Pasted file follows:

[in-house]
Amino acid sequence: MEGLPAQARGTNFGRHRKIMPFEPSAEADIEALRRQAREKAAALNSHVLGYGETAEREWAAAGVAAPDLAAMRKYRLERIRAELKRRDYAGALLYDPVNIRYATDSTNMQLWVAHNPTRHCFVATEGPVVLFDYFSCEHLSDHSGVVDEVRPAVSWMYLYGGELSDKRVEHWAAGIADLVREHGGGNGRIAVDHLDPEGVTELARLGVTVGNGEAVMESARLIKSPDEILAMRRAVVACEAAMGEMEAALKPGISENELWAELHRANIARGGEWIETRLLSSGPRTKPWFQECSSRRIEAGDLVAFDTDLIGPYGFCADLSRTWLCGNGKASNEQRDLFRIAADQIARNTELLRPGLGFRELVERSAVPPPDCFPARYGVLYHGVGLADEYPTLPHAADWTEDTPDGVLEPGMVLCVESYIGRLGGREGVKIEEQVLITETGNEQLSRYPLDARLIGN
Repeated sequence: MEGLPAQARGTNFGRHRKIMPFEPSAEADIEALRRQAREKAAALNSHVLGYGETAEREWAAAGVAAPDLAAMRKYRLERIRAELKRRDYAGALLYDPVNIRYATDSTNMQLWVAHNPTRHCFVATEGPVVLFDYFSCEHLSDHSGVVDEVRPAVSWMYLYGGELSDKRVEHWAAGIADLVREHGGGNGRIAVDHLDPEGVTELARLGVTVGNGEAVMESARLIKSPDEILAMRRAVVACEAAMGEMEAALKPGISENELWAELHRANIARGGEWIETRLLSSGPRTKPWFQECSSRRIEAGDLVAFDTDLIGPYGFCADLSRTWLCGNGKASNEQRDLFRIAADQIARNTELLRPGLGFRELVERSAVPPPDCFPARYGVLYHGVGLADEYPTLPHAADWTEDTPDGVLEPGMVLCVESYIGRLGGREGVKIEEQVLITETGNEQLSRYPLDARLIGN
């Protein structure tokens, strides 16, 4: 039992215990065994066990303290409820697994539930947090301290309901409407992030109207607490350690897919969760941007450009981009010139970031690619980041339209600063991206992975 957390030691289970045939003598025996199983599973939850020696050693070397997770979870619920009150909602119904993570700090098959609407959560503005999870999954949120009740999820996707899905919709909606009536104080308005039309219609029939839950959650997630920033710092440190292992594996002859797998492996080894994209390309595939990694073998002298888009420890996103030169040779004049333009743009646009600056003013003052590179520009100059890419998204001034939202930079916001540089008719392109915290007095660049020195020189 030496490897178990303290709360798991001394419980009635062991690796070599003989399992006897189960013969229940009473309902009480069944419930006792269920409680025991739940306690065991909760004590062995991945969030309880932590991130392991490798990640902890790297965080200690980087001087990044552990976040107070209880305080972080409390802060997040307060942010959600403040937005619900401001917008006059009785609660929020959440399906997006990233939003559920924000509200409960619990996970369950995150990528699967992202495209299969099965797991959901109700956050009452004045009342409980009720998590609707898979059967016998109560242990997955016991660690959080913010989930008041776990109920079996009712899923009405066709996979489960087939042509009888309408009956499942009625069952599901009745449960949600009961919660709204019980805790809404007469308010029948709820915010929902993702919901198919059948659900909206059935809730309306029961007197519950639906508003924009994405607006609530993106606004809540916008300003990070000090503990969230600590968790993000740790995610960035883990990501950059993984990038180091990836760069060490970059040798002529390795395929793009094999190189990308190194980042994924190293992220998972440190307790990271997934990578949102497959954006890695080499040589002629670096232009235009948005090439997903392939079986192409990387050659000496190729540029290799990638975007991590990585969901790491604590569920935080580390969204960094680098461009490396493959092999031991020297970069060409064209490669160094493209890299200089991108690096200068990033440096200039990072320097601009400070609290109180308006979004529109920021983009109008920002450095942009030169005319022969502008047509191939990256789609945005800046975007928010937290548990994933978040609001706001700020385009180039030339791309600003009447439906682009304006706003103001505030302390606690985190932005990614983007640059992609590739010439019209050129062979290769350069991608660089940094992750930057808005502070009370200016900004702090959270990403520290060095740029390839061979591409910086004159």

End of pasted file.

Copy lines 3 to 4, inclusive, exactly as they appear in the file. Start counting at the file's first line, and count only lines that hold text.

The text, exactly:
Repeated sequence: MEGLPAQARGTNFGRHRKIMPFEPSAEADIEALRRQAREKAAALNSHVLGYGETAEREWAAAGVAAPDLAAMRKYRLERIRAELKRRDYAGALLYDPVNIRYATDSTNMQLWVAHNPTRHCFVATEGPVVLFDYFSCEHLSDHSGVVDEVRPAVSWMYLYGGELSDKRVEHWAAGIADLVREHGGGNGRIAVDHLDPEGVTELARLGVTVGNGEAVMESARLIKSPDEILAMRRAVVACEAAMGEMEAALKPGISENELWAELHRANIARGGEWIETRLLSSGPRTKPWFQECSSRRIEAGDLVAFDTDLIGPYGFCADLSRTWLCGNGKASNEQRDLFRIAADQIARNTELLRPGLGFRELVERSAVPPPDCFPARYGVLYHGVGLADEYPTLPHAADWTEDTPDGVLEPGMVLCVESYIGRLGGREGVKIEEQVLITETGNEQLSRYPLDARLIGN
């Protein structure tokens, strides 16, 4: 039992215990065994066990303290409820697994539930947090301290309901409407992030109207607490350690897919969760941007450009981009010139970031690619980041339209600063991206992975 957390030691289970045939003598025996199983599973939850020696050693070397997770979870619920009150909602119904993570700090098959609407959560503005999870999954949120009740999820996707899905919709909606009536104080308005039309219609029939839950959650997630920033710092440190292992594996002859797998492996080894994209390309595939990694073998002298888009420890996103030169040779004049333009743009646009600056003013003052590179520009100059890419998204001034939202930079916001540089008719392109915290007095660049020195020189 030496490897178990303290709360798991001394419980009635062991690796070599003989399992006897189960013969229940009473309902009480069944419930006792269920409680025991739940306690065991909760004590062995991945969030309880932590991130392991490798990640902890790297965080200690980087001087990044552990976040107070209880305080972080409390802060997040307060942010959600403040937005619900401001917008006059009785609660929020959440399906997006990233939003559920924000509200409960619990996970369950995150990528699967992202495209299969099965797991959901109700956050009452004045009342409980009720998590609707898979059967016998109560242990997955016991660690959080913010989930008041776990109920079996009712899923009405066709996979489960087939042509009888309408009956499942009625069952599901009745449960949600009961919660709204019980805790809404007469308010029948709820915010929902993702919901198919059948659900909206059935809730309306029961007197519950639906508003924009994405607006609530993106606004809540916008300003990070000090503990969230600590968790993000740790995610960035883990990501950059993984990038180091990836760069060490970059040798002529390795395929793009094999190189990308190194980042994924190293992220998972440190307790990271997934990578949102497959954006890695080499040589002629670096232009235009948005090439997903392939079986192409990387050659000496190729540029290799990638975007991590990585969901790491604590569920935080580390969204960094680098461009490396493959092999031991020297970069060409064209490669160094493209890299200089991108690096200068990033440096200039990072320097601009400070609290109180308006979004529109920021983009109008920002450095942009030169005319022969502008047509191939990256789609945005800046975007928010937290548990994933978040609001706001700020385009180039030339791309600003009447439906682009304006706003103001505030302390606690985190932005990614983007640059992609590739010439019209050129062979290769350069991608660089940094992750930057808005502070009370200016900004702090959270990403520290060095740029390839061979591409910086004159």